The One Tonne Life project has ended and the content on this web page is static and is not updated any more. The project was unique and pioneering, making the conclusions and all information connected to the project just as interesting and up-to-date today as when it was run. Read more about the project and get inspired! (March 2017)

One Tonne Life

Tag: Christina Karlsson

Time for dry rations?

In bygone ages, spring was a time for living on dry rations. Early summer primeurs were not yet ready for harvest, at the same time as the potatoes stored in the earth cellar ahead of the winter months were running out. This isn’t something we often think about even though this was the reality for most people in Sweden a century ago.

Today we can buy all sorts of vegetables even during the winter months. In order to live climate-smart, however, you really need to go back to doing what your grandmother did – make up meals based on root vegetables and look forward to the seasonal premiere for crisp Swedish-cultivated delicacies such as asparagus and lettuce!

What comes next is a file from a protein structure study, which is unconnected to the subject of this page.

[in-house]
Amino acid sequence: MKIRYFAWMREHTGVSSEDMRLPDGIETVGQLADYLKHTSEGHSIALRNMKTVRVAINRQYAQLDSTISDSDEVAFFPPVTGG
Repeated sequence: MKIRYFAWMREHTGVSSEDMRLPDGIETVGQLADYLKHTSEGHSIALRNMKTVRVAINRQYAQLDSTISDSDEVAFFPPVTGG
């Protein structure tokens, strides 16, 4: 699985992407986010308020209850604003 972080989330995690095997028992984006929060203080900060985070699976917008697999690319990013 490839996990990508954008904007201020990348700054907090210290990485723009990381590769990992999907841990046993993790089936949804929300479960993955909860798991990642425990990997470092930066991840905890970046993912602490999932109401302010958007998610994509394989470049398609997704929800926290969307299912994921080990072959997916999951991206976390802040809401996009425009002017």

Here are some hot tips for smart food in the cool month of April:
• Root vegetables are as usual difficult to knock off their top spot. Why not make the parsnip soup shown in the photo above? Recipe
• Look in the supermarket’s freezer counter for interesting vegetable mixes and delicious berries
• Swedish bean sprouts and sunflower shoots add both colour and crisp texture to any meal!
• Cultivate your own watercress in your own window-box at home

Christina Karlsson, ICA

Protein and other essentials

In order to benefit the climate, we are often asked to eat more seasonal vegetables and reduce the amount of meat and dairy produce we consume. But how much meat do we really need?

The portions of meat we eat tend to get bigger and bigger as the years go by. Glossy magazines show us well-filled plates. What is more, many trendy diets suggest that we eat a lot of meat and reduce our carbohydrate intake. It’s easy to get confused. What should I eat?!